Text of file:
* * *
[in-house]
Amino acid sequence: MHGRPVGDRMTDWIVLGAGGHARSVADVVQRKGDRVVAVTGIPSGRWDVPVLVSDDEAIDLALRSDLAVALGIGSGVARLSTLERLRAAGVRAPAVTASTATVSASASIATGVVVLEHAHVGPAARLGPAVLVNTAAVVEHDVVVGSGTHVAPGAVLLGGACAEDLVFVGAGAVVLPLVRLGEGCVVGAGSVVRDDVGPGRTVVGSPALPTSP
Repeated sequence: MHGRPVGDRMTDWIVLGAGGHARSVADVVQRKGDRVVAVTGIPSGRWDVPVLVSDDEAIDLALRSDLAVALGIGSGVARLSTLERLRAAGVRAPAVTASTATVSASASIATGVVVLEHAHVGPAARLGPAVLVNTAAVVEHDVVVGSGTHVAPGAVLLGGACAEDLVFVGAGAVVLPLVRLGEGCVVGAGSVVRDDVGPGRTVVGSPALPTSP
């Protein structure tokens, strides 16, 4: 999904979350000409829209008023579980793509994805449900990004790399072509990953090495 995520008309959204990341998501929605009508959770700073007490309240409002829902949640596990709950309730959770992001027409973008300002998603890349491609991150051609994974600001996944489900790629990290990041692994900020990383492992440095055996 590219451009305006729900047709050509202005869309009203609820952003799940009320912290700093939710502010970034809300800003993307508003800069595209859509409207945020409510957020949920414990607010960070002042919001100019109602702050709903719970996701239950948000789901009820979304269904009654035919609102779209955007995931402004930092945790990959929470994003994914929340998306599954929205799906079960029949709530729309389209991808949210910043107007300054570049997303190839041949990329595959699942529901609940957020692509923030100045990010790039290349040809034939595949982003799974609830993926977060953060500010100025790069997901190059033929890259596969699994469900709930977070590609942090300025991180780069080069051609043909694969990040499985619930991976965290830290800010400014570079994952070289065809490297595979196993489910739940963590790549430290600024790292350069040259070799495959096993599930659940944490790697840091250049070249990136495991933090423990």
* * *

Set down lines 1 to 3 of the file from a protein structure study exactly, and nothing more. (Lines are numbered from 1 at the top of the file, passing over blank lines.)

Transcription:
[in-house]
Amino acid sequence: MHGRPVGDRMTDWIVLGAGGHARSVADVVQRKGDRVVAVTGIPSGRWDVPVLVSDDEAIDLALRSDLAVALGIGSGVARLSTLERLRAAGVRAPAVTASTATVSASASIATGVVVLEHAHVGPAARLGPAVLVNTAAVVEHDVVVGSGTHVAPGAVLLGGACAEDLVFVGAGAVVLPLVRLGEGCVVGAGSVVRDDVGPGRTVVGSPALPTSP
Repeated sequence: MHGRPVGDRMTDWIVLGAGGHARSVADVVQRKGDRVVAVTGIPSGRWDVPVLVSDDEAIDLALRSDLAVALGIGSGVARLSTLERLRAAGVRAPAVTASTATVSASASIATGVVVLEHAHVGPAARLGPAVLVNTAAVVEHDVVVGSGTHVAPGAVLLGGACAEDLVFVGAGAVVLPLVRLGEGCVVGAGSVVRDDVGPGRTVVGSPALPTSP